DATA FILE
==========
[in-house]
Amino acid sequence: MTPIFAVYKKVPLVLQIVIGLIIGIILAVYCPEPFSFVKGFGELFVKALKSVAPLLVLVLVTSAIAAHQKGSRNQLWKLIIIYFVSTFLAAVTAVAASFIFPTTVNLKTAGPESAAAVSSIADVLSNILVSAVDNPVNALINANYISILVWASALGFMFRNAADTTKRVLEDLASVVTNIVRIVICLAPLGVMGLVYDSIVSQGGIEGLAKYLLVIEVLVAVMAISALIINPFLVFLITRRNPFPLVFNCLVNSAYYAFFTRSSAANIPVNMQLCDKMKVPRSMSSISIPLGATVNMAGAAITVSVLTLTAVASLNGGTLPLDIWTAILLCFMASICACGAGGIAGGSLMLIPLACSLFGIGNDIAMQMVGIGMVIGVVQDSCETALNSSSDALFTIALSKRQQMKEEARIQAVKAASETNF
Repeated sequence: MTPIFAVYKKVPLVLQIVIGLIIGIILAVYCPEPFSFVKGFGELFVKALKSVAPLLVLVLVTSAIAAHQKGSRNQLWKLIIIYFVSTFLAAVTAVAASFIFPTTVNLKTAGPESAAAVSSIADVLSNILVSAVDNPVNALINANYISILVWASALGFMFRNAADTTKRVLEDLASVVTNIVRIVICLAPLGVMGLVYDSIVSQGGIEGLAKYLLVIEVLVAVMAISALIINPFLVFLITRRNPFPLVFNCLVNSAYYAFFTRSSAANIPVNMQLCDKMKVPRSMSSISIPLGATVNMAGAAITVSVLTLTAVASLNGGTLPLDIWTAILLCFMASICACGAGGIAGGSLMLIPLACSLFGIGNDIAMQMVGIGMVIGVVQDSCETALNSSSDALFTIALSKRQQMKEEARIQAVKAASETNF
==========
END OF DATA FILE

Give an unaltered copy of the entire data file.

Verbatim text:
[in-house]
Amino acid sequence: MTPIFAVYKKVPLVLQIVIGLIIGIILAVYCPEPFSFVKGFGELFVKALKSVAPLLVLVLVTSAIAAHQKGSRNQLWKLIIIYFVSTFLAAVTAVAASFIFPTTVNLKTAGPESAAAVSSIADVLSNILVSAVDNPVNALINANYISILVWASALGFMFRNAADTTKRVLEDLASVVTNIVRIVICLAPLGVMGLVYDSIVSQGGIEGLAKYLLVIEVLVAVMAISALIINPFLVFLITRRNPFPLVFNCLVNSAYYAFFTRSSAANIPVNMQLCDKMKVPRSMSSISIPLGATVNMAGAAITVSVLTLTAVASLNGGTLPLDIWTAILLCFMASICACGAGGIAGGSLMLIPLACSLFGIGNDIAMQMVGIGMVIGVVQDSCETALNSSSDALFTIALSKRQQMKEEARIQAVKAASETNF
Repeated sequence: MTPIFAVYKKVPLVLQIVIGLIIGIILAVYCPEPFSFVKGFGELFVKALKSVAPLLVLVLVTSAIAAHQKGSRNQLWKLIIIYFVSTFLAAVTAVAASFIFPTTVNLKTAGPESAAAVSSIADVLSNILVSAVDNPVNALINANYISILVWASALGFMFRNAADTTKRVLEDLASVVTNIVRIVICLAPLGVMGLVYDSIVSQGGIEGLAKYLLVIEVLVAVMAISALIINPFLVFLITRRNPFPLVFNCLVNSAYYAFFTRSSAANIPVNMQLCDKMKVPRSMSSISIPLGATVNMAGAAITVSVLTLTAVASLNGGTLPLDIWTAILLCFMASICACGAGGIAGGSLMLIPLACSLFGIGNDIAMQMVGIGMVIGVVQDSCETALNSSSDALFTIALSKRQQMKEEARIQAVKAASETNF